A few days ago I posted some photos of KCB safari rally and old shop fronts from the village. The rally is still popular
Robin, here are some pix from makagutu:
The plans to upgrade the road are hampered by those who eat. There is no other question to it. It has however improved somewhat
Hm. I rather imagined it was something of the sort. It’s a pity that the expiry date of these people is not as short as their own short-termism i.e. when it comes to robbing the nation.
Sometimes one wonders why they don’t get dispatched so soon but then the fear is they get replaced by more greedy ones. It’s a real pity.
Similar story down here in South Africa regarding migrant labour.
Thanks, Ark. Mm. The migrant labour business is a bummer in so very many ways. On the other hand it gets houses roofed, and children through school. One just wishes it wasn’t such a BIG struggle to achieve the basics in life.
In SA migrant labour was forced to leave wives and families behind, largely because of Apartheid. You know the story.
All of northern New England has roads that look just like this, but have a LOT more traffic. I know. We just spent many hour driving on them from Maine to Massachusetts and everywhere in between.
So true Tish, long and hard road.
As always, informative and thought-provoking.
Very interesting and informative, Tish. I know very little about that part of the world, but the story sure sounds familiar.
It’s a very sad story, but unfortunately, this is just a small part of the general changes faced by the young generation today in all places in the world. The opportunities of past generations are fading away, and the young have no choice but to try new occupations and locations in order to survive. Many species of living creatures faced this… or extinction before us. Now it’s our turn. And of course, I worry that things may get still worse.
I do agree with you, Shimon, about the huge problems that the upcoming generations will have to face. The fact is though that much of the earth’s devastation – whether through destruction of the natural environment or geo-political conflict, none of it needs to happen. So much is down to the motivations of a very small portion of the world’s population. It is true, too, that the problems in countries like Kenya could be reversed if only there were the political will. You know of course all that has been done in your own country to produce crops from the desert. It was also our experience in Africa that people need very little in terms of money to turn their communities around, but they do often need some advice and new ideas; or better still for someone to facilitate their own ideas and solutions. All is not lost for us, dear Shimon.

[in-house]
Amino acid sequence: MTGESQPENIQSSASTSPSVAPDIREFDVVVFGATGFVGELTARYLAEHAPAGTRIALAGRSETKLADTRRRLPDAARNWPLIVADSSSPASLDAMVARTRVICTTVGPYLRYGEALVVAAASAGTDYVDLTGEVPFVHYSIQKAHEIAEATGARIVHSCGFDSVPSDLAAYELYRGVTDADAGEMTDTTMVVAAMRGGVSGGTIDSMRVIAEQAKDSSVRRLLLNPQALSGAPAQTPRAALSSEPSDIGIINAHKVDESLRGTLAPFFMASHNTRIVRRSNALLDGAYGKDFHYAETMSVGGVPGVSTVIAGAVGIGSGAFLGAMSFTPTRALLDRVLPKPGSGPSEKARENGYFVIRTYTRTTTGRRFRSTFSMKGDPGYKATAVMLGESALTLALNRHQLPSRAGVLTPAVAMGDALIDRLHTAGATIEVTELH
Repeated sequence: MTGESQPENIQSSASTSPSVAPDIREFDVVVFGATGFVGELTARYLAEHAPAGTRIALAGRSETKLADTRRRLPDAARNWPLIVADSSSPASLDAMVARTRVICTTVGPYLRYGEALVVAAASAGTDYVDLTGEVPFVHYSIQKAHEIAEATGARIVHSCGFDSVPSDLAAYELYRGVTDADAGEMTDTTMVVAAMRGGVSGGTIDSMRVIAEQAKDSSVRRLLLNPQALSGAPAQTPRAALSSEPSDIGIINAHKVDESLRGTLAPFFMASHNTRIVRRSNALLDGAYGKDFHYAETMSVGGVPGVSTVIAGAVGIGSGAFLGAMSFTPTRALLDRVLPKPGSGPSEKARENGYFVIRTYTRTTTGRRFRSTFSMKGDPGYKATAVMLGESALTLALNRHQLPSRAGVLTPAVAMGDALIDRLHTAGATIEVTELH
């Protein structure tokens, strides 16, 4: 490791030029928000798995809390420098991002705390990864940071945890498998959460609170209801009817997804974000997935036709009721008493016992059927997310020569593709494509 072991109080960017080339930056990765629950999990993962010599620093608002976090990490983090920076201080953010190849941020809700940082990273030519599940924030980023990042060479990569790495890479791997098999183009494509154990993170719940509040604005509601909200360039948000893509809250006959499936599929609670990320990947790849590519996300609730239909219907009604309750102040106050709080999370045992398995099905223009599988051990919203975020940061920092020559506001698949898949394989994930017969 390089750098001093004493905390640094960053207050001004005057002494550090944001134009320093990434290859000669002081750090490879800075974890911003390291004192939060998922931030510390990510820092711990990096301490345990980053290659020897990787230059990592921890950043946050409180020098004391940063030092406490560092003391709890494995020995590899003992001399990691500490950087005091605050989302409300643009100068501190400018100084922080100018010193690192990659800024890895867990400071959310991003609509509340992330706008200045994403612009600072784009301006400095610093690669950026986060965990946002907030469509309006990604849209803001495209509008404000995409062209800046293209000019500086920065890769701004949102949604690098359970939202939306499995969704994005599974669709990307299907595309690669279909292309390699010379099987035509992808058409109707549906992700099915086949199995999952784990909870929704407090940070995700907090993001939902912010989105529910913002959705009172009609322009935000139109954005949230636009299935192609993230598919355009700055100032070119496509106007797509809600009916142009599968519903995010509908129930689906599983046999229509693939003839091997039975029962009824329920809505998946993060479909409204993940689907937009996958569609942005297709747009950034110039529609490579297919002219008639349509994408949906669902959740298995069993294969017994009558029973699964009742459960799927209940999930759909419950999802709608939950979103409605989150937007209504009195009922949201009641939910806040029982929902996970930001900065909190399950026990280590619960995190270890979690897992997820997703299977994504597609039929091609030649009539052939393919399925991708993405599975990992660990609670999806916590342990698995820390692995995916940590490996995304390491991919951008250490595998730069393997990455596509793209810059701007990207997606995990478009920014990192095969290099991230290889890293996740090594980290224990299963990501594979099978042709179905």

Here you can see what Kenya’s Green Africa Foundation is doing to grow Jatropha bio-fuel on increasingly unusable farm land. It is one means to lift people out of poverty, and reduce pressure on the environment from charcoal making for cooking fuel.
A fascinating article Tish and some very interesting comments too. It’s easy to feel despair over the changes capitalism and colonialism have wrought on indigenous peoples everywhere and the on the planet itself. Speaking of what is really going on is an important step towards making us all aware of the plight of others less fortunate than ourselves.
I have read some articles about it too…. A long, hard road, indeed.
Thank you for the post, Tish!
Indeed. We all have a lot of exciting and meaningful work to do. 🙂
Thought provoking post Tish. I am inclined to agree with Shimon. Migrant labour clogging cities while their families eke out a living from diminished land hodings is a huge problem across developing countries.
Absolutely, Madhu. It is not an a situation that is easily solved.